For instance, there was a local noblewoman named Lady Kenmure who he clearly had tremendous regard for spiritually and she was married to a less than mature Christian man, who, although he was able to provide for her many wonderful things from the standpoint of worldly goods, was not able to give her spiritual company and as Lady Kenmure had children and lost children at early ages, Rutherford would correspond with her and give her comfort from God's Word and there are some terrifically, tender, pastoral words from him to her and others in the congregation that are recorded in his letters. But it's Anne Cousin who actually put this particular hymn to verse. Anything you want to tell us about Mrs. Cousin?

Dr. Thomas: She was the daughter of a minister and I guess he would have been a minister before the formation of the Free Church in the middle of the nineteenth century but she would expand that period when a momentous event took place in Scottish Presbyterianism, once again over the similar issues to Rutherford himself, that the interference of the state into church life and law. She's known, of course, for more than one rendering of hymns and this versification of Rutherford's thoughts, Rutherford's prose - often thought to be perhaps among the last things that Rutherford wrote?

Dr. Duncan: You know, I am so bad on my Rutherford timeline. You're probably right.

Dr. Thomas: I had a notion, and maybe because the hymn itself speaks about death, but I've always thought this represented something Rutherford had written towards the end of his life.

Dr. Duncan: And I know that this, in it's original — and Bill you may know — had something like twenty-one or twenty-two or twenty-three stanzas to it. It's long. And I'm under the impression, and this impression may be entirely wrong, but it was not just drawn from one source but it was drawn from multiple letters. Now where they came from I don't know exactly. That's not something I've studied closely.

Dr. Thomas: Now tell us a little about a modern work of —

Dr. Duncan: Yes, I was mentioning this to you off-air before we came on this morning. Faith Cook, who is the wife of Paul Cook — I think is his name — who is a minister in the Uniting Church or the United Reformed Church or what's it called in Britain — it's the union of the old Congregationalists and the Presbyterians. It may be United Reformed Church or something like that, but at any rate it's the United Reformed Church or something to that effect in Hull which is on the east coast of England about half way down, something like that.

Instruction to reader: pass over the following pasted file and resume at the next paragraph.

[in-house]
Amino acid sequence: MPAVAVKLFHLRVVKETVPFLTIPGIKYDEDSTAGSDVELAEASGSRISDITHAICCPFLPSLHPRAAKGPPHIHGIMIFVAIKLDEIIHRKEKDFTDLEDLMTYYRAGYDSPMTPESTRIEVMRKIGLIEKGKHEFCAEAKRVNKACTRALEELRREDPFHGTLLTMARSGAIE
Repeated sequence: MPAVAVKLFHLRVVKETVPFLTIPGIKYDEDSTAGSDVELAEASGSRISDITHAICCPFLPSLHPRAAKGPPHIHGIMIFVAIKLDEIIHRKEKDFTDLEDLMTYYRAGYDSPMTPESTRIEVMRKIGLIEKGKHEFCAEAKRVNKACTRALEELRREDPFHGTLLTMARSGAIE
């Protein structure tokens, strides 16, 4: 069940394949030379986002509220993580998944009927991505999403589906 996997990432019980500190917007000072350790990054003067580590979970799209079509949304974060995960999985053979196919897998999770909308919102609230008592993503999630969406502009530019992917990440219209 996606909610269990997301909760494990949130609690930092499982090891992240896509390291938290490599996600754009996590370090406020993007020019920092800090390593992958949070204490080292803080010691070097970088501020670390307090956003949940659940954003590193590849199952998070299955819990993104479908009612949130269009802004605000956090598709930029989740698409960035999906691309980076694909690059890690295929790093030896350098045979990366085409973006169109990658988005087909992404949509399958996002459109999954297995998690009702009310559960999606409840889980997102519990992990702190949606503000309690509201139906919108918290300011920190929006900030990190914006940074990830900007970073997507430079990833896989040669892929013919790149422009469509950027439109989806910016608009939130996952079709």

Faith has done a lot of books with the Banner of Truth over the years and I'm not sure whether this is the first one she did, but she wrote a book in which she put a number of Rutherford's letters into verse and the title is called Grace in Winter. And what she does is she quotes the snippets out of the letters on which she bases the poem and then she turns that prose into poetry.

And again it's on the premise of whether it was one of the Bonars or someone else who said it wouldn't take too much effort to turn Rutherford's prose into poetry. That was the premise for her book and it is an excellent book pastorally. If you're a pastor and you're trying to figure out how to talk to somebody who's lost a child or who's going through some tragedy in life then a terrific resource for how a pastor could talk to a congregation member and at the same time wonderful poetry to meditate on. It's rich, it's deep, it's biblical, it's theological, it's pastoral, it's experiential, it's devotional — just excellent material. It's a slender book. You could sit down and read the whole thing through in one evening but it's best savored for a long time. I've kept it near my desk for many years just so I could reach to it and look for particular things. But it's called Grace in Winter and it's published by the Banner of Truth Trust. It's in a little hardback and it would be a great gift to give at Christmastime to someone, especially someone who's going through hardship or trial.

Dr. Wymond: Isn't it amazing how these women really deserve a lot of credit because they're the poets really here. I was just reading that the daughter of Mrs. Cousin was talking about her mother working out the patterns of the lines of the poetry as she was sewing in her manse there. And I know you're going to get to the text, but she called her book of poetry, The Last Words of Samuel Rutherford. I was noting that the great Spurgeon used this hymn at his last service that he preached.

Dr. Duncan: And you must be right Derek. This must come from the very end of his life. That's why she would have named it that. You'll be right about that. I'll go back and see if I can find that out some other time. We don't have much time so let's sort of rifle through the text here.